Mr. Panetta, who ended the program when he first learned of its existence from subordinates on June 23, briefed the two intelligence committees about it in separate closed sessions the next day.

Efforts to reach Mr. Cheney through relatives and associates were unsuccessful.

May 21, 2009

Obama and Cheney, dueling speeches

Filed under: Politics — Tags: , , , , , , — David Kirkpatrick @ 2:23 pm

I’m betting many elected GOP figures just wish Dick Cheney would head back to a secret location — any secret location — and stay out of the news.

Obama gives a speech on national security outlining his plan to keep America safe:

President Obama kicked off the debate with a far-reaching speech about the expanse and limits of the office of the presidency, defending decisions he’s already made that reverse his predecessor’s policies and also those upholding others. Addressing critics from the right and left, Mr. Obama didn’t back down from his plans to close the Guantanamo Bay detention center nor did he shrink from his refusal to release more photographs of abused prisoners.

He accused some critics of fear-mongering, of stoking the public’s anxieties over terrorism and without mentioning names, castigated officials of the previous administration for an “anything goes” mindset that permitted torture and a vastly broad view of executive authority. He relied in words and visual imagery on the historical documents displayed around him – the Constitution, the Declaration of Independence and the Bill of Rights.

Immediately following Obama’s speech looking toward the future and outlining a clear plan of action that represents a return to a United States once again walking softly, but carrying a big stick, Dick Cheney hits the airwaves looking not to the future, but the past. September 11 to be exact, reminding the world that the worst terrorist attack on the domestic U.S. happened under the Bush 43 watch.

He’s clearly scrambling, but he’s certainly not helping his party and he’s undermining the sitting president in ways I’m guessing he’d consider actionable if it were occurring when he and Bush were in office. The hypocrisy is not lost on the American public.

Cheney’s reputation is in shambles, he is more likely than not to face war crime charges in either U.S. or international courts and he is basically taking a large dump on the tattered remains on the Republican Party. The leftover rump might take it and ask for a little more, but every time Cheney attempts to defend the Bush 43 regime a few more holdout center-right voters turn their backs on the GOP.

From the same link above:

In line after line, Mr. Cheney drew upon the horrific imagery of the terrorist attacks of Sept. 11, 2001 as though they had occurred just yesterday. While commending Mr. Obama for a new Afghanistan war strategy, he accused the president of faulting and mischaracterizing Bush practices. Indeed, Mr. Cheney added as a prelude to his lengthy speech, so much so that Mr. Obama “deserved an answer.” Mr. Cheney continued to insist that the harsh interrogation methods now opposed by the president were successful in thwarting more assaults against the United States. And he argued that “seven and a half years without a repeat is not a record to be rebuked and scorned, much less criminalized. It is a record to be continued until danger has passed.”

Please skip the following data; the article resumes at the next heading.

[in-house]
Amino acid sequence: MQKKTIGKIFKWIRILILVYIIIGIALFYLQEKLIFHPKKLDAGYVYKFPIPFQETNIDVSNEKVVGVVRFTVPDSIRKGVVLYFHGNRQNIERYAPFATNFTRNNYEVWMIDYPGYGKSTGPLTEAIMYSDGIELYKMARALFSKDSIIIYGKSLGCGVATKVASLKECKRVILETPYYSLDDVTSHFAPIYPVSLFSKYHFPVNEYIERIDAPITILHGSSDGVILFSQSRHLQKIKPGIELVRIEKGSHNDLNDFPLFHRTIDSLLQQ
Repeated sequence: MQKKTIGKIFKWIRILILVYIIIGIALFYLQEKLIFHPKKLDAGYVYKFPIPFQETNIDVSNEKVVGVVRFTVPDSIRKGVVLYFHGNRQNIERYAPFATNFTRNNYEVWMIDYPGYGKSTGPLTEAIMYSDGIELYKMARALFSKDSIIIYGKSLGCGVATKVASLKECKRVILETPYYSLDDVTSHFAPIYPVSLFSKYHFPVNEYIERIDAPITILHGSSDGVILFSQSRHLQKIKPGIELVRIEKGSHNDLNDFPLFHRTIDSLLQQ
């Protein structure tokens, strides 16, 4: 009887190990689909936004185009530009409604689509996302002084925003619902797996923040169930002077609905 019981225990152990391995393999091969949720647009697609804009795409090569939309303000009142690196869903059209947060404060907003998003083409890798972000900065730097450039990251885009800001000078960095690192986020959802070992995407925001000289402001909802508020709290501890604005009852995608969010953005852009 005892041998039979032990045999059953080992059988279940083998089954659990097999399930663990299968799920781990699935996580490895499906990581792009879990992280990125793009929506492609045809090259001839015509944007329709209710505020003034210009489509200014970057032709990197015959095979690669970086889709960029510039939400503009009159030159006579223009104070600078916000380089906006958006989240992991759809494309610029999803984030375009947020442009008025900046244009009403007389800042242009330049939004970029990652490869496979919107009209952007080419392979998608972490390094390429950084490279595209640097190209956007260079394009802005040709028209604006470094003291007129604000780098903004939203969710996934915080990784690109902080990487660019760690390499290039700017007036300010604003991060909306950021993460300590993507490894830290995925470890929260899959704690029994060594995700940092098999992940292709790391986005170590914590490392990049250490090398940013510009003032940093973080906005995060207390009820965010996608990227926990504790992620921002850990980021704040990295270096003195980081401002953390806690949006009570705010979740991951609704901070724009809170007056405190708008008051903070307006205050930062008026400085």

Here’s links to both speeches — The Obama transcript. The Cheney transcript.

May 16, 2009

Dick Cheney and the Constitution

Filed under: Politics — Tags: , , , , , — David Kirkpatrick @ 1:41 pm

Sully, as usual, nails it.

From the link:

America is not by virtue of being America somehow immune from the same evil that has occurred throughout human history; and the human beings running the American government are no more and no less human than those who controlled ghastly regimes in the past.

In fact, the American constitution makes no sense unless you see this. The founders assumed that Americans are as bad and as good as anyone else; and that therefore the rule of law and constitutional checks and balances are our only guarantee against tyranny. When the Cheney wing of the GOP asserts that the executive has the capacity to do anything to anyone outside the constitution and the law, and that it is also empowered to use torture to acquire “intelligence”, then the entire ballgame is over. You have given a few people the power to destroy others without due process and to create reality to buttress their power. If Democrats had done this, rule of law conservatives would have exhibited no less outrage than I have.

May 14, 2009

Bush torture program — politics over protection?

Filed under: Politics — Tags: , , , , , , — David Kirkpatrick @ 5:55 pm

Sadly, that may well be the case. It’s horrible that the Bush 43 regime overturned United States policy against torture, ostensibly to keep the nation safe from terror attacks. It’s an entirely new level of criminal to have done so in order to cook up information (proven to be false) to take this nation to war.